In any case, I had a lovely chamomille tea while I waited for this $17 souffle to arrive. I don't know what I envisioned I would be receiving for paying such an steep price for a dessert. Well the souffle came and the server punctured the middle and poured the cherries flambe ( the flame had gone out- bummer) into the center. The top of the souffle was crispy with a crusty layer on top flowing over the ramekin. The middle as could be predicted was fluffly and warm. The flambed (sp?) were a bit too alcoholy for me. I think they were doused in rum, but i m not positive about that. I greedily gobbled it down, but in the end ,when my $23 bill came for tea and dessert, I suppose that I was rather disappointed. I had expected way too much from a dessert, but with a price tag like that, can you blame me?

the service was great and at the end a hostess came over and chatted with me and was very cordial. The atmosphere over all was very classy and it never got too loud though it wasnt full and i m not sure how the sound levels would be if it were a friday night.

Well, I guess thats all for now, back into hiding, though I do have a reservation at Per Se for May 17th! I m saving my pennies now for it and I hopefully will be able to go though again I wonder, with a meal that is truly outrageous in price, how high will my expectations be? and will I be disappointed if its not as amazing as it should be?

"Is there anything here that wasn't brutally slaughtered" Lisa Simpson at a BBQ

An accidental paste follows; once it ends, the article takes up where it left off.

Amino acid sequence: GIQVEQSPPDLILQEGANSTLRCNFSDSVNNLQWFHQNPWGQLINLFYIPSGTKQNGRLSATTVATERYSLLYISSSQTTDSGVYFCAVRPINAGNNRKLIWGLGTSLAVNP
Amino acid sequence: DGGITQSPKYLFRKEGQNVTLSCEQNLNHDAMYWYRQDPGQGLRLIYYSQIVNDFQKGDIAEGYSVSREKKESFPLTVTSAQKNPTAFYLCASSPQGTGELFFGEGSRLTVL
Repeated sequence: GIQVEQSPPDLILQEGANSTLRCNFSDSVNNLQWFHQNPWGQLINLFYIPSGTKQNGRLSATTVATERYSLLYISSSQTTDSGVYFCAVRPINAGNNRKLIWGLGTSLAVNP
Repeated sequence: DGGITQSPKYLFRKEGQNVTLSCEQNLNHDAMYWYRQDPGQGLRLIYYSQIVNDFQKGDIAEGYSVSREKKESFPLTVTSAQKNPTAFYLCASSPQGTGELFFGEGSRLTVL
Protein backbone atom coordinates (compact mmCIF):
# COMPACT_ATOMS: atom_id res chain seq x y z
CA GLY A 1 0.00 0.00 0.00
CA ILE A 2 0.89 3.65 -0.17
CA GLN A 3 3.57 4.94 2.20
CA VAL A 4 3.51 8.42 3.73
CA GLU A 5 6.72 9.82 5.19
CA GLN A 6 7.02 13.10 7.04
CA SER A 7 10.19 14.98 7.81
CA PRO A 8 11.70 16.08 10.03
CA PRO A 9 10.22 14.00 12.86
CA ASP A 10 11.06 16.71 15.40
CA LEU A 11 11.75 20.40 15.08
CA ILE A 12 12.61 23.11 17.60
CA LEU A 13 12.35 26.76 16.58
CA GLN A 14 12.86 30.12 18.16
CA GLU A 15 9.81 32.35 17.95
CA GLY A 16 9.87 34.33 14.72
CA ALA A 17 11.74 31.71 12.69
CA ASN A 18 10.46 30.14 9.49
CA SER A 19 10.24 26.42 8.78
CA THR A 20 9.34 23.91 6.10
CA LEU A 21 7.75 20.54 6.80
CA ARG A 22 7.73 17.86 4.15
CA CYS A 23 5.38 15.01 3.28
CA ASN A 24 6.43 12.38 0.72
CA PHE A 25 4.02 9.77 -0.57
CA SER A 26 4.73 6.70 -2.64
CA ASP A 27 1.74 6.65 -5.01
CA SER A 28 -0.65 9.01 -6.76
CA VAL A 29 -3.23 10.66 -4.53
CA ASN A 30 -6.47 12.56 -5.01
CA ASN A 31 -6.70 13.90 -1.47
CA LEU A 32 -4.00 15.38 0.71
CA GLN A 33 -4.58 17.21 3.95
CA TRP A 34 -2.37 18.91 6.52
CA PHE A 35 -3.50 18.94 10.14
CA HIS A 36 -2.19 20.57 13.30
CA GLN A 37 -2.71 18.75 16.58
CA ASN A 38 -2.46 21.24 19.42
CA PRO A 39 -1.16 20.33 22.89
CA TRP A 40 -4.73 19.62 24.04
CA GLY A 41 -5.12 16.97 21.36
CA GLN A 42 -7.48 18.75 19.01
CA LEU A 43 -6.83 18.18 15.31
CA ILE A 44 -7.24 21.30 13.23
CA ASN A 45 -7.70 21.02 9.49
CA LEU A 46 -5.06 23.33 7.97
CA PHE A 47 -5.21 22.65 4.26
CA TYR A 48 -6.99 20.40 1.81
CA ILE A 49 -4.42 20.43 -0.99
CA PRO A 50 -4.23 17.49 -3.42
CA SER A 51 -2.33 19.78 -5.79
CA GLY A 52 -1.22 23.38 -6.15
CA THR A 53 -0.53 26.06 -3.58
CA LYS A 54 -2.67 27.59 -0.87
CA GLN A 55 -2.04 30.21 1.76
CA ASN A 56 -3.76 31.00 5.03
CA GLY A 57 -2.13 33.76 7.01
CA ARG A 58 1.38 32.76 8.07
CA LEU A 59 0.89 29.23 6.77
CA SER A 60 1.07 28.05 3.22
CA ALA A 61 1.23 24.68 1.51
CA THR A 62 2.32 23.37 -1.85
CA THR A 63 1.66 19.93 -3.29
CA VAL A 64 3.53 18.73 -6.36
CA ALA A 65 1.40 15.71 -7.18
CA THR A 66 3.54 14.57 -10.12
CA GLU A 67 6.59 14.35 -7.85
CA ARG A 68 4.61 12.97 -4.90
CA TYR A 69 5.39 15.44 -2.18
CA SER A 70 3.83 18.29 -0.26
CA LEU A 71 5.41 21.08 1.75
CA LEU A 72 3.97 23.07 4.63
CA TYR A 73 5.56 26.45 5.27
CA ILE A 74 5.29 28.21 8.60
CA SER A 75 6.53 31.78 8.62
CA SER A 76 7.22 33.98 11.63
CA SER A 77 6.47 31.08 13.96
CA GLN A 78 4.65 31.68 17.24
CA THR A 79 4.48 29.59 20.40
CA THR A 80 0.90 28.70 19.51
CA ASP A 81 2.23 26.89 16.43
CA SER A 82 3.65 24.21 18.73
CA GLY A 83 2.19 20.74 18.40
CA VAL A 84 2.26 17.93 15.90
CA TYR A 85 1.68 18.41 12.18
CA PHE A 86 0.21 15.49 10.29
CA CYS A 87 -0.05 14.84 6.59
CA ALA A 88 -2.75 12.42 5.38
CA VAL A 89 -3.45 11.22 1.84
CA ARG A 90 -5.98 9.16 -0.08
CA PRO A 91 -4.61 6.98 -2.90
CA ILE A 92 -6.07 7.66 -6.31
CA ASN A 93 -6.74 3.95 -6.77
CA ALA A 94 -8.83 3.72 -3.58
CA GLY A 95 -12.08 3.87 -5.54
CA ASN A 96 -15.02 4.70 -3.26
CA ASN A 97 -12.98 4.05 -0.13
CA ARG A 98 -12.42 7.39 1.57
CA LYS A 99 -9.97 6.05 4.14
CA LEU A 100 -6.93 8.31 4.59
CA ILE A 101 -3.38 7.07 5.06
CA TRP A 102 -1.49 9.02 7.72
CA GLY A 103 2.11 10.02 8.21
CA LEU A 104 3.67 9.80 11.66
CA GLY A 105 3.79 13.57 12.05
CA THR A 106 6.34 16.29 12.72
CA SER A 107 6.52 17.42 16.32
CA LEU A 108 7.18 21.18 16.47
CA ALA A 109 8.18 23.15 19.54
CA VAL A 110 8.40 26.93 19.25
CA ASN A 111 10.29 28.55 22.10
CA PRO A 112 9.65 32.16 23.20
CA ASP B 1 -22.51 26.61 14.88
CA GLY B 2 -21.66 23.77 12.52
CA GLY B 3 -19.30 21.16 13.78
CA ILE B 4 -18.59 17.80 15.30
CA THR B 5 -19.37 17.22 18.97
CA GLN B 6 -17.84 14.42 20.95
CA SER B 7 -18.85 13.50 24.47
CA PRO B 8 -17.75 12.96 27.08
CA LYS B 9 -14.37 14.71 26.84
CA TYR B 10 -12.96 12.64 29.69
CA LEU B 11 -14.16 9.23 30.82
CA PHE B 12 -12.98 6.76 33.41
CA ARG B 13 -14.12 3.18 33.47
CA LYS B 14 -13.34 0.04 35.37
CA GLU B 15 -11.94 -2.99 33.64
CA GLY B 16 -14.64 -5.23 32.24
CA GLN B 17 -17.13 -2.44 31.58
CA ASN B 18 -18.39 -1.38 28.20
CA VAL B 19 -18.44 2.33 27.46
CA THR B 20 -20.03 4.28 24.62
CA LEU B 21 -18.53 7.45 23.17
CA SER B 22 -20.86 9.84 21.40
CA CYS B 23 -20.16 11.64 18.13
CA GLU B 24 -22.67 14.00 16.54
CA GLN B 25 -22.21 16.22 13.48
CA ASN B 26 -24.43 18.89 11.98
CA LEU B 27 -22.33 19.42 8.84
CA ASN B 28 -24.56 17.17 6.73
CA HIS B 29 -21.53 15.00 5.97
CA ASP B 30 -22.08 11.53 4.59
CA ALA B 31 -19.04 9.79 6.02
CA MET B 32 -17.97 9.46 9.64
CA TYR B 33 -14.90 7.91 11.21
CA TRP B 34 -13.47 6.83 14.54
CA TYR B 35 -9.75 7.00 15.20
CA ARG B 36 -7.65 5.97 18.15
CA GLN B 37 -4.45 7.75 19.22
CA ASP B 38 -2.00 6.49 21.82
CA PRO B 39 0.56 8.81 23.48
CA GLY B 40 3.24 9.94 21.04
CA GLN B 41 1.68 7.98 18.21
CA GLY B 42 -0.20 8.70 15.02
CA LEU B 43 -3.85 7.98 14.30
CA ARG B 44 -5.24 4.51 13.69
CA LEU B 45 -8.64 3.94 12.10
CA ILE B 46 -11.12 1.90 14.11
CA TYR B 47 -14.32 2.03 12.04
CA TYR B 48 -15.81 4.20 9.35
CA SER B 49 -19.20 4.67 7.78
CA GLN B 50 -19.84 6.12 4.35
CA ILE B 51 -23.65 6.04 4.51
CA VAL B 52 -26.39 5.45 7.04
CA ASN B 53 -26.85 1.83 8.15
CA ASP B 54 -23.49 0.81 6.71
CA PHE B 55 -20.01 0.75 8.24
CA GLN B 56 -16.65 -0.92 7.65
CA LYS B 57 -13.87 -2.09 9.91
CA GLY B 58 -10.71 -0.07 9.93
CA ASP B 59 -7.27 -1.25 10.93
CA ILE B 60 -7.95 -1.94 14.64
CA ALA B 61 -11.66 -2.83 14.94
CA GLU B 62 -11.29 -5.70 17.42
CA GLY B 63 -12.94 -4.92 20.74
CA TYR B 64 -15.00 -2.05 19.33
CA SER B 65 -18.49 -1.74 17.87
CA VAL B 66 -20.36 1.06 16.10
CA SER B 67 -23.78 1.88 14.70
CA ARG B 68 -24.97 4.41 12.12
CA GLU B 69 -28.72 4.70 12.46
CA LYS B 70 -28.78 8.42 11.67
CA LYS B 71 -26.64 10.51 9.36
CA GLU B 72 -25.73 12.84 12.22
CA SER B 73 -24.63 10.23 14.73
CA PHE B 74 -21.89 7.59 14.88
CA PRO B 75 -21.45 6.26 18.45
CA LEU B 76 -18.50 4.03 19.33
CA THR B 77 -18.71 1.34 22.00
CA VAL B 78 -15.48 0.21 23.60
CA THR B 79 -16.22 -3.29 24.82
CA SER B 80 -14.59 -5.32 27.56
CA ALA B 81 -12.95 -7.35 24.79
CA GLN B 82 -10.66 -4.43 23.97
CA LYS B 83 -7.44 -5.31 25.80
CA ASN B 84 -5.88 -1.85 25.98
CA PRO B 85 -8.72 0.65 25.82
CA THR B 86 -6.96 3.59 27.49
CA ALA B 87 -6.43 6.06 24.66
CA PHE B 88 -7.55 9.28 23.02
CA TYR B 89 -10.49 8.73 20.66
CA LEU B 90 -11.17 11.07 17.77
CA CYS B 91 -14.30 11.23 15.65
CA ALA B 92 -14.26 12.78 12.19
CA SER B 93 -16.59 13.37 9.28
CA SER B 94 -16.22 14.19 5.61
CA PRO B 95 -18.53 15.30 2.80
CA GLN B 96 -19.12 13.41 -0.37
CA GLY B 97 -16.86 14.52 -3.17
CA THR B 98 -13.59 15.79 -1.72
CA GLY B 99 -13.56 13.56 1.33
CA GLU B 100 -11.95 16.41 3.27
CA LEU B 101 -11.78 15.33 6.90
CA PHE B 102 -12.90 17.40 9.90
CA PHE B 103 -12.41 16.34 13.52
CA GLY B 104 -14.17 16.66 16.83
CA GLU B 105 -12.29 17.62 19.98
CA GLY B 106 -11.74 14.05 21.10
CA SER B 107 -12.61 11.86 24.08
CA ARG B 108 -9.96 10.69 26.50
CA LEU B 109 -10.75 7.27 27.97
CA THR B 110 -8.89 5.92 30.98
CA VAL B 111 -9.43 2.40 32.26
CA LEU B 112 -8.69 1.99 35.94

"I think that the veal might have died from lonliness"

Homer

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  • 2 months later...

I had a simply wonderful lunch at Cafe Gray yesterday. I started off with a refreshing chilled yellow tomato coulis with onion marmelade and basil. The texture and balance of flavor in this dish was masterful. At first I was suprised by how assertive the flavor of the coulis itself was, but it was balanced perfectly by the sweetness of the mamelade, with the baby basil leaves adding a high note on top. Next, the kitchen sent me out an obscenely decadent mushroom risotto with a nice hint of truffle, and what appeared to be sauteed chanterelles on top. I had to agree with the waiter when he said that "rice shouldn't be that good, no?". I've had my share of rich mushroom risottos in my life, but this was a standout. For my entree, I chose the Skate "schnitzel", which came with a melange of ingredients, that, on paper, appeared like they might be confusing when put together in the same dish. In the hands of most other chefs, this might have been the case, but not with chef Kunz, who is a master of balance. The skate was served with with capers, diced apples (poached in red wine), cauliflower florettes, beurre noisette, and what tasted like bright gastrique of some sort. The flavors were almost musical, with one flavor singing and then retreating into the background while another flavor would assert itself, but one would never overwhelm or clash with the other. Maybe I'm being a little silly with this analogy, but it was that good. At this point I was so full that I asked the waiter to kindly roll me out into the escalator, but apparently at Cafe Gray "I'm full" means "I would like dessert" because chef Kunz sent me out a whole assortment of sorbets, granites, and ice creams. These were served in one of the funkiest little pieces I've ever seen. It was a silver piece consisting of a shallow bowl with smaller bowls radiating off of it. Let's see: there was grapefruit granite, blueberry sorbet, pina colada sorbet, chocolate sorbet, peach sorbet, vanilla ice cream, and hazelnut ice cream. My favorite was the hazelnut ice cream. I almost asked for more (I still had a little room in my esophagus), but decided against it.